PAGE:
Study finds organic apples have a more diverse and balanced bacterial community than conventional apples
The old saying: “An apple a day keeps the doctor away” may have to be changed to “an organic apple a day keeps the doctor away” in light of a new published study finding that organic apples contain a more diverse and balanced bacterial community than conventional apples. The researchers said this could make the organic apples healthier and tastier than conventional apples.
The study has found that a typical apple carries more than 100 million bacteria. Some of these microbes are important in maintaining a healthy gut environment, or microbiome, says Professor Gabriele Berg from Graz University of Technology, Austria, one of the authors of the research.
“The bacteria, fungi and viruses in our food transiently colonize our gut,” she said in an interview with The Guardian. “Cooking kills most of these, so raw fruit and veg are particularly important sources of gut microbes.”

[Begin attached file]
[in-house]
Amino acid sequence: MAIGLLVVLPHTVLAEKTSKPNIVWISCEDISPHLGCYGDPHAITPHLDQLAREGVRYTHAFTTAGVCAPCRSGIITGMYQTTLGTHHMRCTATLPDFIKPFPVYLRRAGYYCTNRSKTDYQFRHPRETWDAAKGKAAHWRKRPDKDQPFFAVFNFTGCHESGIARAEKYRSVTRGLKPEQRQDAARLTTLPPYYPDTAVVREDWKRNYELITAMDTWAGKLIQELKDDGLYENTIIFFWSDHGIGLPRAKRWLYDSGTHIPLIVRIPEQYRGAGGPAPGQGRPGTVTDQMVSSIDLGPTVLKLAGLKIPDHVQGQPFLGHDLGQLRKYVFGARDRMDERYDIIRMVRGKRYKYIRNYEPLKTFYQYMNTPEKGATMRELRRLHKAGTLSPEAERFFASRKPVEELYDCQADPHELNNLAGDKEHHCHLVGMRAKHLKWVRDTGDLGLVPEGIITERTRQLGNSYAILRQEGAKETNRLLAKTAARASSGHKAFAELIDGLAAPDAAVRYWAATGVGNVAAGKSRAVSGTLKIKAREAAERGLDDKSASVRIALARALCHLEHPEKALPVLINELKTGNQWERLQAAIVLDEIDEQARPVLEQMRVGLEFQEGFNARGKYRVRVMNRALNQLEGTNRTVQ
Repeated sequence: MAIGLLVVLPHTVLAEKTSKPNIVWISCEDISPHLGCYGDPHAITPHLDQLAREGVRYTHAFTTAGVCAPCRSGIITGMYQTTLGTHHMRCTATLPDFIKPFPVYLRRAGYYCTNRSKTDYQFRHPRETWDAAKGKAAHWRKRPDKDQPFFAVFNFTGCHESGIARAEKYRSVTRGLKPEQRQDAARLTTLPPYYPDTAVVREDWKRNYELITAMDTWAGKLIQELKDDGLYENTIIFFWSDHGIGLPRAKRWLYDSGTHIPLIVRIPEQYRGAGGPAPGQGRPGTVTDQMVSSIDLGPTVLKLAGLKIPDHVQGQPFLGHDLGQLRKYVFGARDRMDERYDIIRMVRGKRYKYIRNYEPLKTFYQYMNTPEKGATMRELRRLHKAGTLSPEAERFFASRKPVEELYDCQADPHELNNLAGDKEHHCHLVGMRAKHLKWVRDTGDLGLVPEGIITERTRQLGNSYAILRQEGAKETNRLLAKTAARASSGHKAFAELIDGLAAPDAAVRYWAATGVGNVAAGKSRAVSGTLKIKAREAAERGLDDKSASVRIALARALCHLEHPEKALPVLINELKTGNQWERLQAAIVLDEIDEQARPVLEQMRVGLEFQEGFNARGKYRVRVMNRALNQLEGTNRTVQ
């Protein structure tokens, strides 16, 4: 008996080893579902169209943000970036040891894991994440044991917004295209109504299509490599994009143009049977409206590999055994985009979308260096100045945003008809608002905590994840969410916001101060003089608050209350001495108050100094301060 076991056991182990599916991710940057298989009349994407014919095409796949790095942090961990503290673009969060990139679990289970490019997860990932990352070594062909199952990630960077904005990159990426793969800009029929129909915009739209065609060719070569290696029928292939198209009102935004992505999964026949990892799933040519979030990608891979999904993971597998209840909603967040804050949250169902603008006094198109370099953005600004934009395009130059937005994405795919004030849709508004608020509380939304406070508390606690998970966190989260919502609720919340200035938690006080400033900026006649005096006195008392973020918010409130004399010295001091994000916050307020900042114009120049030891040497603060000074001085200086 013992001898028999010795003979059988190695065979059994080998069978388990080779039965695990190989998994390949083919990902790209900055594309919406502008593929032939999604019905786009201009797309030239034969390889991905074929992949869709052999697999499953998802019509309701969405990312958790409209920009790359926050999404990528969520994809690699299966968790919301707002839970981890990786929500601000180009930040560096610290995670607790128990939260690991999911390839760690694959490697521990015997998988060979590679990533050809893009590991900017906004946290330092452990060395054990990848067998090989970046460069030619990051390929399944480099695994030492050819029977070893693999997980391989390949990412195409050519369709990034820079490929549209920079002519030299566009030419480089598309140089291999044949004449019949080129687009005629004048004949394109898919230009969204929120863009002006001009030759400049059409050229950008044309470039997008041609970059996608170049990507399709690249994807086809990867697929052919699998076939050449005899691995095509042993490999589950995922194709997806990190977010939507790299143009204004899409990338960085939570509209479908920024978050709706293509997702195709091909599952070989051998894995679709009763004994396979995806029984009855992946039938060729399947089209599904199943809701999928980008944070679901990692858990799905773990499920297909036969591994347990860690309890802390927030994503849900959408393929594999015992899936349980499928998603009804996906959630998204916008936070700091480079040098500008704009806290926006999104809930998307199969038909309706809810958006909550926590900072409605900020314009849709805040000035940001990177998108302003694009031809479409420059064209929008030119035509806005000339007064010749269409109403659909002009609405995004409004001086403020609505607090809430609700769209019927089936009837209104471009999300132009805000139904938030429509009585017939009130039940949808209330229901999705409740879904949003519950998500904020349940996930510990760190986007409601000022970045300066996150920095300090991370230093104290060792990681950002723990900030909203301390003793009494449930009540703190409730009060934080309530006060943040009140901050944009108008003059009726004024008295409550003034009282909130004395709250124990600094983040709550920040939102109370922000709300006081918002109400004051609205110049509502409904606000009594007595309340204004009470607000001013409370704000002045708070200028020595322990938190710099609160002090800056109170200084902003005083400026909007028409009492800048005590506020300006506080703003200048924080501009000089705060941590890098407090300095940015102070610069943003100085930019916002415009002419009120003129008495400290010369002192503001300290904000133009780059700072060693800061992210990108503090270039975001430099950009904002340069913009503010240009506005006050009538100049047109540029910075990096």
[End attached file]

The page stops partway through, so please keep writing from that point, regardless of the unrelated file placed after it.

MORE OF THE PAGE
Organic and conventional apples were occupied by similar numbers of bacteria, but the researchers found organic apples to contain a more diverse and balanced bacterial community.
Variety in the microbiome is thought to be key to a healthy gut and the researchers said there appeared to be more microbial diversity in organic apples.
“Freshly harvested, organically managed apples harbor a significantly more diverse, more even and distinct bacterial community, compared to conventional ones,” explained Berg. “This variety and balance would be expected to limit overgrowth of any one species, and previous studies have reported a negative correlation between human pathogen abundance and microbiome diversity of fresh produce.” In other words, the more varied your diet, the fewer harmful bacteria are found.
The study was published in Frontiers in Microbiology.
Source: The Guardian
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